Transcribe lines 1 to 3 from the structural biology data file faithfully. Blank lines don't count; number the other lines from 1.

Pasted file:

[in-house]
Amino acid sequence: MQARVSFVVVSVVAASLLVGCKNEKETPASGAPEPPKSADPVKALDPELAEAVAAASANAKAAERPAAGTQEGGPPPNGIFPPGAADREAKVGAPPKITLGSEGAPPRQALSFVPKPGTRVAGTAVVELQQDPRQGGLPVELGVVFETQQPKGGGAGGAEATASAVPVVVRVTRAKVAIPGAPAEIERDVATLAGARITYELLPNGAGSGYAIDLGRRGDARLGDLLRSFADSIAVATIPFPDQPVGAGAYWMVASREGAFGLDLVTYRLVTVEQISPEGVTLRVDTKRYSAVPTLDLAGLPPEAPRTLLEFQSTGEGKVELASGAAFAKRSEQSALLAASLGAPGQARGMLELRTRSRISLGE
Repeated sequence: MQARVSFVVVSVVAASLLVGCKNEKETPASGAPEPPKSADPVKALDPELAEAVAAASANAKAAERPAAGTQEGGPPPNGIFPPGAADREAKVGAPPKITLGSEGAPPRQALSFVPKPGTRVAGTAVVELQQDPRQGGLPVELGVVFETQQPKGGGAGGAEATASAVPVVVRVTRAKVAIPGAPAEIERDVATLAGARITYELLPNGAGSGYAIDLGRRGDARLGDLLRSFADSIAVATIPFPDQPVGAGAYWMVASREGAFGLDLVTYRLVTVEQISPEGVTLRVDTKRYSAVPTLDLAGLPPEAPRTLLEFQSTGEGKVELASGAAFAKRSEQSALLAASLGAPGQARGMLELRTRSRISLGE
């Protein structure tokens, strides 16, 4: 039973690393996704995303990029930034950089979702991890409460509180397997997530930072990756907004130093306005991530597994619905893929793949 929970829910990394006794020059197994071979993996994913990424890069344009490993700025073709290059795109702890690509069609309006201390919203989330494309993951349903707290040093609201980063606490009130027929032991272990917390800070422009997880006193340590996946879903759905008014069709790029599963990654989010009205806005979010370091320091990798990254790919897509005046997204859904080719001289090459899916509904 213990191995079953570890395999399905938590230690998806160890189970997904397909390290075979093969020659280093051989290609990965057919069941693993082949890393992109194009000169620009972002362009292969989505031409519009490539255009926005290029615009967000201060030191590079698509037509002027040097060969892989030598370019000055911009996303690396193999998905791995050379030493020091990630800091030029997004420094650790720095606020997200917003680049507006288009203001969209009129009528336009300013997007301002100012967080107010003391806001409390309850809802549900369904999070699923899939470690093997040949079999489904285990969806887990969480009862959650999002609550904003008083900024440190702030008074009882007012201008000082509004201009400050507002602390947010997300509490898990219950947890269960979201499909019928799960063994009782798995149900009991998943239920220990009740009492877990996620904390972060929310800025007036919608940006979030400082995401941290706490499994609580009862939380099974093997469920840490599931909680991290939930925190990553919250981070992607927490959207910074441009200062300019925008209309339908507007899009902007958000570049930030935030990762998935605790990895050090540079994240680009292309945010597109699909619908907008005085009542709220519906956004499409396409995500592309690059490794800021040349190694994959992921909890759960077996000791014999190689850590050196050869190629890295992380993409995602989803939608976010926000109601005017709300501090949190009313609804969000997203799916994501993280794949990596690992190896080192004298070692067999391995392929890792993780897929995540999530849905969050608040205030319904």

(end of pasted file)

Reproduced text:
[in-house]
Amino acid sequence: MQARVSFVVVSVVAASLLVGCKNEKETPASGAPEPPKSADPVKALDPELAEAVAAASANAKAAERPAAGTQEGGPPPNGIFPPGAADREAKVGAPPKITLGSEGAPPRQALSFVPKPGTRVAGTAVVELQQDPRQGGLPVELGVVFETQQPKGGGAGGAEATASAVPVVVRVTRAKVAIPGAPAEIERDVATLAGARITYELLPNGAGSGYAIDLGRRGDARLGDLLRSFADSIAVATIPFPDQPVGAGAYWMVASREGAFGLDLVTYRLVTVEQISPEGVTLRVDTKRYSAVPTLDLAGLPPEAPRTLLEFQSTGEGKVELASGAAFAKRSEQSALLAASLGAPGQARGMLELRTRSRISLGE
Repeated sequence: MQARVSFVVVSVVAASLLVGCKNEKETPASGAPEPPKSADPVKALDPELAEAVAAASANAKAAERPAAGTQEGGPPPNGIFPPGAADREAKVGAPPKITLGSEGAPPRQALSFVPKPGTRVAGTAVVELQQDPRQGGLPVELGVVFETQQPKGGGAGGAEATASAVPVVVRVTRAKVAIPGAPAEIERDVATLAGARITYELLPNGAGSGYAIDLGRRGDARLGDLLRSFADSIAVATIPFPDQPVGAGAYWMVASREGAFGLDLVTYRLVTVEQISPEGVTLRVDTKRYSAVPTLDLAGLPPEAPRTLLEFQSTGEGKVELASGAAFAKRSEQSALLAASLGAPGQARGMLELRTRSRISLGE